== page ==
The Theory of X and Y (and Z)

I am sitting here at the Shiphol airport, Amsterdam, waiting for my flight to Toronto. (A 4,5 hour transit so I have not much else to do but to write a new blog post…) I had a quick look at the books in the bookstore and my eyes fell on a couple of small books with the titles 50 ideas you really need to know about. 50 concepts within a specific subject described in just a page or two. One of them was about management ideas, written by Edward Russell-Walling. I flipped through it, most of the concepts where of course know to me already, but there was one I hadn’t heard of before, or maybe forgotten, The Theory of X and Y. Douglas McGregor described these two theories in his 1960 book The Human Side of Enterprise, thinking that the management style of a leader reflects his/her view of human nature. The idea is that they are two contrasting ideas about how people act and should be treated.

Theory X says that people are lazy, self-centered and must be kept in control with hard rules and firm, and detailed management. These people can only be controlled and only work if their basic lower level needs (physiological and safety, according to Maslow) are at stake. And of course Theory Y then is the opposite, people take responsibility, are full of initiative and will find their own solutions to any problem if they are treated as mature adult persons. Of course drawing on the higher Maslow levels.

Theory Z is then a mix deviced by the Hawaiian-born William Ouchi aimed at mixing American and Japanese practices.

So is the management view of people, or at least developers in your organisation, shifting towards Theory Y? Maybe that is a trend in many areas, but it is interesting to see such an explicit correlation made between American (low level needs, threats, control) and Japanese (higher level needs, inspiration, self-direction) management styles.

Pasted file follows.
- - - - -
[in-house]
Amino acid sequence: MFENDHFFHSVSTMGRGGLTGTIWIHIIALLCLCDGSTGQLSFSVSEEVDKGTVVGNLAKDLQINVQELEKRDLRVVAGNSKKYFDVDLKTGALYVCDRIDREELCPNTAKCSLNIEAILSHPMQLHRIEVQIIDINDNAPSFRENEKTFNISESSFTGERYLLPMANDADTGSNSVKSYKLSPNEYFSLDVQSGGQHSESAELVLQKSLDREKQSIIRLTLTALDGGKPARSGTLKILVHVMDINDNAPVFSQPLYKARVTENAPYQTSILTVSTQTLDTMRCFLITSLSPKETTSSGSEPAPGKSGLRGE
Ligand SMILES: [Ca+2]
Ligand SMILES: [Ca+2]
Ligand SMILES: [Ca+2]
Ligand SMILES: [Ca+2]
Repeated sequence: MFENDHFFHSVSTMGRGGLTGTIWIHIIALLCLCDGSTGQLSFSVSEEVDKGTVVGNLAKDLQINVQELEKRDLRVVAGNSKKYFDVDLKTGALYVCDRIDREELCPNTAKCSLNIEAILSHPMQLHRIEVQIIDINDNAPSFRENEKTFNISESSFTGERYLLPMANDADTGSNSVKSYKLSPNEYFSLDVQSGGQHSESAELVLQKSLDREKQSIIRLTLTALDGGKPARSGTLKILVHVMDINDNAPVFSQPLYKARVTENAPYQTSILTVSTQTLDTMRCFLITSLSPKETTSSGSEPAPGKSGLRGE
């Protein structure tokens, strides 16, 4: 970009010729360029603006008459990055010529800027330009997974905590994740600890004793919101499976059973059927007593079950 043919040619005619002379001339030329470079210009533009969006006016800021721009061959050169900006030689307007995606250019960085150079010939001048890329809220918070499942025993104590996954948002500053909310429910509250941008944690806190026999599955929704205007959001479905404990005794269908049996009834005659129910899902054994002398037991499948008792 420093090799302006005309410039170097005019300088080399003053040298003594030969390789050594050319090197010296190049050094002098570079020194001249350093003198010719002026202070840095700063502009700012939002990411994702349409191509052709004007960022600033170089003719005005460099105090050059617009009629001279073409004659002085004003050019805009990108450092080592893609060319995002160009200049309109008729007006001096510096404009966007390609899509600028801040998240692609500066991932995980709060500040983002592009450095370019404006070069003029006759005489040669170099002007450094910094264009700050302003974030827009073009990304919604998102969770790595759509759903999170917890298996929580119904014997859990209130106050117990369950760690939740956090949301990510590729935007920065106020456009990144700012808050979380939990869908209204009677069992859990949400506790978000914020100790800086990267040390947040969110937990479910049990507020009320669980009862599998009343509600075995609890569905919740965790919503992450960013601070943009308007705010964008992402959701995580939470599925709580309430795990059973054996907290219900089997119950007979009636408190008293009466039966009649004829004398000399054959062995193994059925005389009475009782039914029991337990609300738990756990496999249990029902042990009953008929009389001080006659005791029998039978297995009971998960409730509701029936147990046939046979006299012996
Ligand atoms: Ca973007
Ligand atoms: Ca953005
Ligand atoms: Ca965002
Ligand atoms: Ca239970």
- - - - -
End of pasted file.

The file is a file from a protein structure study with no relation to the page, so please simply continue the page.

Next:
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2 Replies to “The Theory of X and Y (and Z)”

  1. People act differently under different circumstances. If one goes after X and Y theories, the key would be to create an environment that would allow and motivate people to act as type Y (since that is, of course, the more desirable case).

    My personal experience is that there is a global shift to management approaches that are leaning towards Y, but I am sad to still see managers that are apparent X theory practitioners.

    The problem is what to do if you work in a team managed by someone who genuinely believes in X theory and behaves accordingly. Those types are usually not interested in human dimensions of work. To which extent is it possible to “manage upwards”?

  2. Very good questions, Jelena! I truely believe in your idea of “managing upwards”, but it has to be done with care. I have been involved in cases where this has happened, but I think the key is to, for a period, accept the non-Y environment and interface to it. Using an iterative approach of inspect and adapt you can gradually convince the environment about one issue or opportunity at the time, act on that and get a little bit further towards Y.
    What definnitely does not work with X-believers is to try to convince them that they are wrong. That will be pointless and just generate heat and frustration.
    The trick is then to spot who is a true X-beliver (or rather Y-non-believer) and who is not.

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